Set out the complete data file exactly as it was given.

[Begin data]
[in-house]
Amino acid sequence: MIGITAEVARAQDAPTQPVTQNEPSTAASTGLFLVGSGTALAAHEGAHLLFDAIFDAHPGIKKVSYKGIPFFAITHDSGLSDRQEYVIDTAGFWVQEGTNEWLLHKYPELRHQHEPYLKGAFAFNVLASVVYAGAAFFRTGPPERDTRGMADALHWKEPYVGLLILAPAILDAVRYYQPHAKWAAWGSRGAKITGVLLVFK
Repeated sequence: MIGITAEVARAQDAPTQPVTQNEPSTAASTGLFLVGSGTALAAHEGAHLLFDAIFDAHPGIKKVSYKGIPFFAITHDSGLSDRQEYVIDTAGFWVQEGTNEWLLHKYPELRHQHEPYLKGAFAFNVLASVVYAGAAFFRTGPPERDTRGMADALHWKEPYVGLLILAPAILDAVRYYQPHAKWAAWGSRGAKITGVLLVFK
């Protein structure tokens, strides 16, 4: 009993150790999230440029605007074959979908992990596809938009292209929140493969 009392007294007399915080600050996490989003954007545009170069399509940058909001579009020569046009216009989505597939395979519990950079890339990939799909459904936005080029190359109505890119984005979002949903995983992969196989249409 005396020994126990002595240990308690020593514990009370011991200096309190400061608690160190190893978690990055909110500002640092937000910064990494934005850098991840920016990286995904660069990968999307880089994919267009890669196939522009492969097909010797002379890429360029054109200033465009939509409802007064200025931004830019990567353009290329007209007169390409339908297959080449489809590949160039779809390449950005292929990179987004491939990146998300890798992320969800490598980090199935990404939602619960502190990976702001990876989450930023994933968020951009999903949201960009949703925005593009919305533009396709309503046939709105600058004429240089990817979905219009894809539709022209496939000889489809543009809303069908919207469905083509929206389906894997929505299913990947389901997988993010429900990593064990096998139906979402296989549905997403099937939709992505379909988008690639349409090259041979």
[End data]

[in-house]
Amino acid sequence: MIGITAEVARAQDAPTQPVTQNEPSTAASTGLFLVGSGTALAAHEGAHLLFDAIFDAHPGIKKVSYKGIPFFAITHDSGLSDRQEYVIDTAGFWVQEGTNEWLLHKYPELRHQHEPYLKGAFAFNVLASVVYAGAAFFRTGPPERDTRGMADALHWKEPYVGLLILAPAILDAVRYYQPHAKWAAWGSRGAKITGVLLVFK
Repeated sequence: MIGITAEVARAQDAPTQPVTQNEPSTAASTGLFLVGSGTALAAHEGAHLLFDAIFDAHPGIKKVSYKGIPFFAITHDSGLSDRQEYVIDTAGFWVQEGTNEWLLHKYPELRHQHEPYLKGAFAFNVLASVVYAGAAFFRTGPPERDTRGMADALHWKEPYVGLLILAPAILDAVRYYQPHAKWAAWGSRGAKITGVLLVFK
């Protein structure tokens, strides 16, 4: 009993150790999230440029605007074959979908992990596809938009292209929140493969 009392007294007399915080600050996490989003954007545009170069399509940058909001579009020569046009216009989505597939395979519990950079890339990939799909459904936005080029190359109505890119984005979002949903995983992969196989249409 005396020994126990002595240990308690020593514990009370011991200096309190400061608690160190190893978690990055909110500002640092937000910064990494934005850098991840920016990286995904660069990968999307880089994919267009890669196939522009492969097909010797002379890429360029054109200033465009939509409802007064200025931004830019990567353009290329007209007169390409339908297959080449489809590949160039779809390449950005292929990179987004491939990146998300890798992320969800490598980090199935990404939602619960502190990976702001990876989450930023994933968020951009999903949201960009949703925005593009919305533009396709309503046939709105600058004429240089990817979905219009894809539709022209496939000889489809543009809303069908919207469905083509929206389906894997929505299913990947389901997988993010429900990593064990096998139906979402296989549905997403099937939709992505379909988008690639349409090259041979």